Finished yet another busy week in academy training. Got certified to handle medical calls (aced the test, so that’s nice). Did lots more call analysis as I heard previous calls, made my own decisions, and then went over them with my trainer and classmate. I aced a test, but still need to ingrain a lot of this material into my mind so that it’s second nature. Fortunately, there’s a lot of overlap. If someone’s unconscious and not breathing, I should code it as a cardiac arrest, but if I tagged the same criteria on the pediatric, trauma, or other cards, the result is the same—we send a paramedic. The system recognizes that calls are not always cut and dry, but if someone’s physiologically unstable, we want to send the best help for them.
Had some interesting conversations with my trainer and our operations supervisor, both of whom had words of wisdom. Our supervisor isn’t above a little teasing, but warned me that when I’m working with trainers on the floor, some of them might not accept that sort of thing. Not because they don’t have a sense of humor, but because I haven’t earned my place yet.
I totally get that.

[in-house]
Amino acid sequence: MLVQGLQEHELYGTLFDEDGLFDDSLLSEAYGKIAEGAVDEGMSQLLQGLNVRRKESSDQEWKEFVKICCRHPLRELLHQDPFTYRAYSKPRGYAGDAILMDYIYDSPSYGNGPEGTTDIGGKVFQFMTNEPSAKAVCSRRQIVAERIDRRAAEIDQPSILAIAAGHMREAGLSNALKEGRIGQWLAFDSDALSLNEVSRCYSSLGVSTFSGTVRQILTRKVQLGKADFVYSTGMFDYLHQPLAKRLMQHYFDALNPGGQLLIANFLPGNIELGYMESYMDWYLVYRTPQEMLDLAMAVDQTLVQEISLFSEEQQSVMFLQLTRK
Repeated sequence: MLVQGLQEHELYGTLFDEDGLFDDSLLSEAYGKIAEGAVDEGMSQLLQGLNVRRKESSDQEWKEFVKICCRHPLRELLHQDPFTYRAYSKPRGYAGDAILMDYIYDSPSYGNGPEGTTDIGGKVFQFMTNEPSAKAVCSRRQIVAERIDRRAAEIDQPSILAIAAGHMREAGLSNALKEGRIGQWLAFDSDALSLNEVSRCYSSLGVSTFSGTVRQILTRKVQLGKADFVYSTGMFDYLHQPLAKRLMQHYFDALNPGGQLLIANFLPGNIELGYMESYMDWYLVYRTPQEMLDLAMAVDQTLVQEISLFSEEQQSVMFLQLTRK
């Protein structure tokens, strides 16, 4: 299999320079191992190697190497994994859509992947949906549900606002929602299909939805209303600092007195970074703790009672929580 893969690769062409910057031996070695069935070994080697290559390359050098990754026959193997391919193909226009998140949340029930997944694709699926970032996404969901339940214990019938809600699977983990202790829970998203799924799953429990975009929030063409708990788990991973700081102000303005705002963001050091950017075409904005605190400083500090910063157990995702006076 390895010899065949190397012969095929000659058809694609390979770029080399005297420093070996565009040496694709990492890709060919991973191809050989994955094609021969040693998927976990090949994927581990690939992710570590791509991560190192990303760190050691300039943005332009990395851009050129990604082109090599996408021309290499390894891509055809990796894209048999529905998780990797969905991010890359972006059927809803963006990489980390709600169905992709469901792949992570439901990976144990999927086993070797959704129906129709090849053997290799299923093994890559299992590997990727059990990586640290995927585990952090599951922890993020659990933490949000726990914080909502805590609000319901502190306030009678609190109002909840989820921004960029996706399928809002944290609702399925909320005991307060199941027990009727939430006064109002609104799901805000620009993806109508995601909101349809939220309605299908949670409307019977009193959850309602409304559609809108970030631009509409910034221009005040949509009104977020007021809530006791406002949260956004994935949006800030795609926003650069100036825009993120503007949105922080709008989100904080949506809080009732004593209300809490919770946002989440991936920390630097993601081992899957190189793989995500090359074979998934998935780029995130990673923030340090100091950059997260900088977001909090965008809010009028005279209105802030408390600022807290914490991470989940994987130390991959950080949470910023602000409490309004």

Veteran dispatchers can, when nothing is happening, watch the silent TVs we have on the walls, read books, or play with their phones.
Rookie dispatchers can’t even take their phones out if we’re not on break/lunch.
Again, I get that. We have more important things on our mind than Facebook. We should act like that.
Fortunately, the supervisor also said he sees that I’m very studious and serious, that I’m open to criticism and feedback, and says he expects me to do great at our agency. He knows I want this to be a career and considers it likely to work out that way.
But there are no givens. Put in my time in the trenches and I’ll be “one of us.”
I’m off for the next five days due to the vagaries of scheduling. When I go back, it should be for my final week of academy. After that, it’s on to call-receiver training (taking actual calls). I can’t wait!